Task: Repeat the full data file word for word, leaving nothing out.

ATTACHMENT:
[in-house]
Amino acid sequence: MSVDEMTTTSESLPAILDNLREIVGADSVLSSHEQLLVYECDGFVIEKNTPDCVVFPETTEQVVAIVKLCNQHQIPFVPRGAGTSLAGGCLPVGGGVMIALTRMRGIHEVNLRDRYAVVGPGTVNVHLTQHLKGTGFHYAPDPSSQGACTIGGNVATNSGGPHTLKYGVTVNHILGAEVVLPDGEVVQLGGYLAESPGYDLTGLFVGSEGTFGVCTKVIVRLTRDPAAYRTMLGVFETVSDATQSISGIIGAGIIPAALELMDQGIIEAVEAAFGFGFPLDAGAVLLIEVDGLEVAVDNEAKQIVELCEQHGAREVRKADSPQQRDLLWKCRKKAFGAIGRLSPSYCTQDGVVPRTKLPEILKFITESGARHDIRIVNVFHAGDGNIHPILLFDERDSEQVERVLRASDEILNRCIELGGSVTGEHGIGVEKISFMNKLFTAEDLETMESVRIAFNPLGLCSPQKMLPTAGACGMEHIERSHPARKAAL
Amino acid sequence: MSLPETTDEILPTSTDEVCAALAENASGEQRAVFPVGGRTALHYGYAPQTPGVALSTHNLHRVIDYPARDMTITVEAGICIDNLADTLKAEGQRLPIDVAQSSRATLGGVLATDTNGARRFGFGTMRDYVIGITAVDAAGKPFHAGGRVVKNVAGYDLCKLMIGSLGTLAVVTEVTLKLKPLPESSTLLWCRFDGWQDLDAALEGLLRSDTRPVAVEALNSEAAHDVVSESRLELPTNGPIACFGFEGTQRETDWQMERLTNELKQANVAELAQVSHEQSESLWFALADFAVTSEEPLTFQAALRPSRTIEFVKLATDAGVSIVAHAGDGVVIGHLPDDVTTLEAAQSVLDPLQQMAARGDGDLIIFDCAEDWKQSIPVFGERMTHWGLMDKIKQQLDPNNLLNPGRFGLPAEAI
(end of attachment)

[in-house]
Amino acid sequence: MSVDEMTTTSESLPAILDNLREIVGADSVLSSHEQLLVYECDGFVIEKNTPDCVVFPETTEQVVAIVKLCNQHQIPFVPRGAGTSLAGGCLPVGGGVMIALTRMRGIHEVNLRDRYAVVGPGTVNVHLTQHLKGTGFHYAPDPSSQGACTIGGNVATNSGGPHTLKYGVTVNHILGAEVVLPDGEVVQLGGYLAESPGYDLTGLFVGSEGTFGVCTKVIVRLTRDPAAYRTMLGVFETVSDATQSISGIIGAGIIPAALELMDQGIIEAVEAAFGFGFPLDAGAVLLIEVDGLEVAVDNEAKQIVELCEQHGAREVRKADSPQQRDLLWKCRKKAFGAIGRLSPSYCTQDGVVPRTKLPEILKFITESGARHDIRIVNVFHAGDGNIHPILLFDERDSEQVERVLRASDEILNRCIELGGSVTGEHGIGVEKISFMNKLFTAEDLETMESVRIAFNPLGLCSPQKMLPTAGACGMEHIERSHPARKAAL
Amino acid sequence: MSLPETTDEILPTSTDEVCAALAENASGEQRAVFPVGGRTALHYGYAPQTPGVALSTHNLHRVIDYPARDMTITVEAGICIDNLADTLKAEGQRLPIDVAQSSRATLGGVLATDTNGARRFGFGTMRDYVIGITAVDAAGKPFHAGGRVVKNVAGYDLCKLMIGSLGTLAVVTEVTLKLKPLPESSTLLWCRFDGWQDLDAALEGLLRSDTRPVAVEALNSEAAHDVVSESRLELPTNGPIACFGFEGTQRETDWQMERLTNELKQANVAELAQVSHEQSESLWFALADFAVTSEEPLTFQAALRPSRTIEFVKLATDAGVSIVAHAGDGVVIGHLPDDVTTLEAAQSVLDPLQQMAARGDGDLIIFDCAEDWKQSIPVFGERMTHWGLMDKIKQQLDPNNLLNPGRFGLPAEAI